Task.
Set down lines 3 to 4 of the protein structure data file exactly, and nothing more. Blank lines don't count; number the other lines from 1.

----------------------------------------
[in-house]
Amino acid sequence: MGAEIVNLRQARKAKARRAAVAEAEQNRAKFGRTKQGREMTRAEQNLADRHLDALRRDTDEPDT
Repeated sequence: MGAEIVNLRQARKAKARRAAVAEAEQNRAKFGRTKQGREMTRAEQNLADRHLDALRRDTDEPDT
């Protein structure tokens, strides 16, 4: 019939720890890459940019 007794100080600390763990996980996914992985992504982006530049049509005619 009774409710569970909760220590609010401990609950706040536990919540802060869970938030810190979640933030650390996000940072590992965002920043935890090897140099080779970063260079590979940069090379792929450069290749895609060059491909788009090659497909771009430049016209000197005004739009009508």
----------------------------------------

Repeated sequence: MGAEIVNLRQARKAKARRAAVAEAEQNRAKFGRTKQGREMTRAEQNLADRHLDALRRDTDEPDT
């Protein structure tokens, strides 16, 4: 019939720890890459940019 007794100080600390763990996980996914992985992504982006530049049509005619 009774409710569970909760220590609010401990609950706040536990919540802060869970938030810190979640933030650390996000940072590992965002920043935890090897140099080779970063260079590979940069090379792929450069290749895609060059491909788009090659497909771009430049016209000197005004739009009508």